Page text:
How Will India Meet The Demands Of Clean Drinking Water For Its Growing Population?

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“Don’t let the water run in the sink, our life is on the brink”, this was a famous proverb coined time to time by many philosophers.

Now, it is all the more important to take this proverb into account before it’s too late. While water is a sustainable resource, it is in the meantime, a limited resource. Water is the most valuable natural resource on earth. Rapid urbanization and incessant exploitation of resources have led to the deficiency of water. The availability of potable water is highly under stress. It is vital to value that just 3% of the world’s water is fresh and approximately 33% of it is distant. The water crisis in India seems to be the most vulnerable, and we need to find a way to come out of this crisis urgently.

According to the World Bank, about 163 million Indians need access to safe drinking water.

As per the NITI Aayog report, more than 600 million Indians are facing high to extreme water stress, and 75% of households do not have drinking water on their premises. According to the World Bank, about 163 million Indians need access to safe drinking water. With the planet’s second-biggest population at 1.3 billion and an anticipated increase to 1.7 billion by 2050, India seems to be powerless to provide that population safe, clean water. Even water demand in the country is likely to double by 2030. Recently, a report found that 21 cities including New Delhi, Bengaluru, Chennai and Hyderabad are set to run out of groundwater by 2020, affecting an estimated 100 million people.

We need to focus on primary causes and the various ways using which we can get out of this crisis and save this planet. The main reason behind this situation is the lack of awareness among citizens which has led to over-exploitation of water resources—without paying much heed to the necessity of water conservation. First of all, we need to circulate the message of the importance of water conservation and the consequences of their negligence to every citizen.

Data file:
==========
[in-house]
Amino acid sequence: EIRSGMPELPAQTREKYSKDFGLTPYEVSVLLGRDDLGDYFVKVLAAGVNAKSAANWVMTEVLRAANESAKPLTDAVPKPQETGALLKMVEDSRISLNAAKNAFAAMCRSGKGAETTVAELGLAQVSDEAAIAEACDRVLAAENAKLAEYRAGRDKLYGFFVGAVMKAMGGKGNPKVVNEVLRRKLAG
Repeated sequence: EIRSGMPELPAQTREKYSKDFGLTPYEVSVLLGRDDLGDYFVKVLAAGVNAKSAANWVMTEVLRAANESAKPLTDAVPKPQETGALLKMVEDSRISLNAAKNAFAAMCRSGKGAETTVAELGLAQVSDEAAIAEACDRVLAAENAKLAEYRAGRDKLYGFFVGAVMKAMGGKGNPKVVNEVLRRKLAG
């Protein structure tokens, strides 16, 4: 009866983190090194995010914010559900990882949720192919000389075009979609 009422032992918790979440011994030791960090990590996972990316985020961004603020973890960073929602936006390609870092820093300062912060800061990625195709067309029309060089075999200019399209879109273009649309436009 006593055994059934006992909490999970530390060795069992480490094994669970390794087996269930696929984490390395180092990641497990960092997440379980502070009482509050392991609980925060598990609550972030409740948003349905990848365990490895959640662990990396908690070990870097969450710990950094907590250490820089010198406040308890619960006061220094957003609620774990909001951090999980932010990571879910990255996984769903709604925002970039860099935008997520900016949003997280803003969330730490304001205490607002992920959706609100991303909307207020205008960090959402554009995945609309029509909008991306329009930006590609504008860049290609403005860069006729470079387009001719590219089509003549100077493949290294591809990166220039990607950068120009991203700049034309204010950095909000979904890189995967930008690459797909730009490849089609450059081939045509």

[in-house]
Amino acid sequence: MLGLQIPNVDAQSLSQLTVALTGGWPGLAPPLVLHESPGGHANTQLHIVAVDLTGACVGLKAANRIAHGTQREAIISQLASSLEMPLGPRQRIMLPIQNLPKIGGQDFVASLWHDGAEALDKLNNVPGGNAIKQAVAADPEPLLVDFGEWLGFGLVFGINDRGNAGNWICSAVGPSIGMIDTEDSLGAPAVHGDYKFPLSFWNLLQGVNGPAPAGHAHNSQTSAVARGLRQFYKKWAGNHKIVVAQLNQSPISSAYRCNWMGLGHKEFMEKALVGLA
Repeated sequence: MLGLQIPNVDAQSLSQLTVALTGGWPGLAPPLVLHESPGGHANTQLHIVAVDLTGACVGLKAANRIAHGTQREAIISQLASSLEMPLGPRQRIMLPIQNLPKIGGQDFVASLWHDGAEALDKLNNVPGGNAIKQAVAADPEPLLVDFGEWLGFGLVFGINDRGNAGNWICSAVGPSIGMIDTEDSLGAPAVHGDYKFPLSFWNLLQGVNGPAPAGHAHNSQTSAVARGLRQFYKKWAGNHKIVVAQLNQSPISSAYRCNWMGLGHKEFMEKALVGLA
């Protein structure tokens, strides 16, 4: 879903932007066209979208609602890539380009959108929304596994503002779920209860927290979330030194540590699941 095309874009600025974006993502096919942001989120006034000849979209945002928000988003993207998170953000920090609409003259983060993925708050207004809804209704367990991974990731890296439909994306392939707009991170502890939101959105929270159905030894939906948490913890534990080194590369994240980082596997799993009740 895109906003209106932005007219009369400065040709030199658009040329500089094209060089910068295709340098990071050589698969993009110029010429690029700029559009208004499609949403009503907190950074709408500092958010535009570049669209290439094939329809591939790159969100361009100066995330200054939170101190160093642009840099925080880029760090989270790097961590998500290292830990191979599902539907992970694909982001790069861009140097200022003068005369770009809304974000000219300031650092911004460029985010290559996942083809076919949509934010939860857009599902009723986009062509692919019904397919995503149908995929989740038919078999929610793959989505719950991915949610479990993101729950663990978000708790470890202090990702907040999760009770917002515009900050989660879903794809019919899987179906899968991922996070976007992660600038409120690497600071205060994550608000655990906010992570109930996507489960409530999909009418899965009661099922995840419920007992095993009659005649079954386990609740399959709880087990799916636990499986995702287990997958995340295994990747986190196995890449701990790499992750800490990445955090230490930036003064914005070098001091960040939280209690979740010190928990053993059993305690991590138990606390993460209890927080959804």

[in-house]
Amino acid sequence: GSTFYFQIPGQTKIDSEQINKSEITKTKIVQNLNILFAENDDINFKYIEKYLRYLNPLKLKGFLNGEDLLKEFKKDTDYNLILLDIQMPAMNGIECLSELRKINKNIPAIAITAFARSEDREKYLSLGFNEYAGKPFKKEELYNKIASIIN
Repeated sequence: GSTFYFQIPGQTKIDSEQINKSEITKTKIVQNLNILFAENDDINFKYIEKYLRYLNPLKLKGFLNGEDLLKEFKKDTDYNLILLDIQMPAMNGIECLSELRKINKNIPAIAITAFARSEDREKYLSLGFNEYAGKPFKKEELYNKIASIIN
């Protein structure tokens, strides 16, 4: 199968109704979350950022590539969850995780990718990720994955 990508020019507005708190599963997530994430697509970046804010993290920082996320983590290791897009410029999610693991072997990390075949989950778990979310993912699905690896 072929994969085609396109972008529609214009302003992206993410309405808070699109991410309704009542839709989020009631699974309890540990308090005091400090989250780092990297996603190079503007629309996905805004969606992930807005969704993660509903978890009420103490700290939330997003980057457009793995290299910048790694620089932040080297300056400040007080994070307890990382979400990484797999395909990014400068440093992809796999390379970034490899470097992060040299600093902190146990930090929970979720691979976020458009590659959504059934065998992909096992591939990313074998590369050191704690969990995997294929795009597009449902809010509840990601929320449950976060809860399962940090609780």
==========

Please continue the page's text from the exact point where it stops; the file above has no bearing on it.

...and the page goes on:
Man looks on as he collects items thrown by devotees as religious offerings next to idols of Hindu god Ganesh in waters of Yamuna river in New Delhi
Yamuna river in New Delhi, India. REUTERS/Anindito Mukherjee

The second major contributor to this crisis is increasing water pollution mainly because of the release of chemicals and effluents into rivers streams and ponds. The government needs to take some strict and exemplary actions against such polluters. They should come out with more steps like creating “Jal Shakti Ministry”—a dedicated ministry overseeing various issues related to water. The government needs to take keen measures towards watershed development, using and recharging borewell structures, the revival of traditional and other water bodies etc. The government, as well as the citizens, need to take water conservation and rainwater harvesting into consideration as well. Intensive deforestation needs to be stopped immediately as well.

We all know India’s urban population is said to increase rapidly, so it becomes imperative to consider water resource availability and estimate the carrying capacity of cities to deal with such levels of water scarcity in future. This planet’s survival is only possible if water conservation is carried out seriously. Everyone should contribute their best to save the future.

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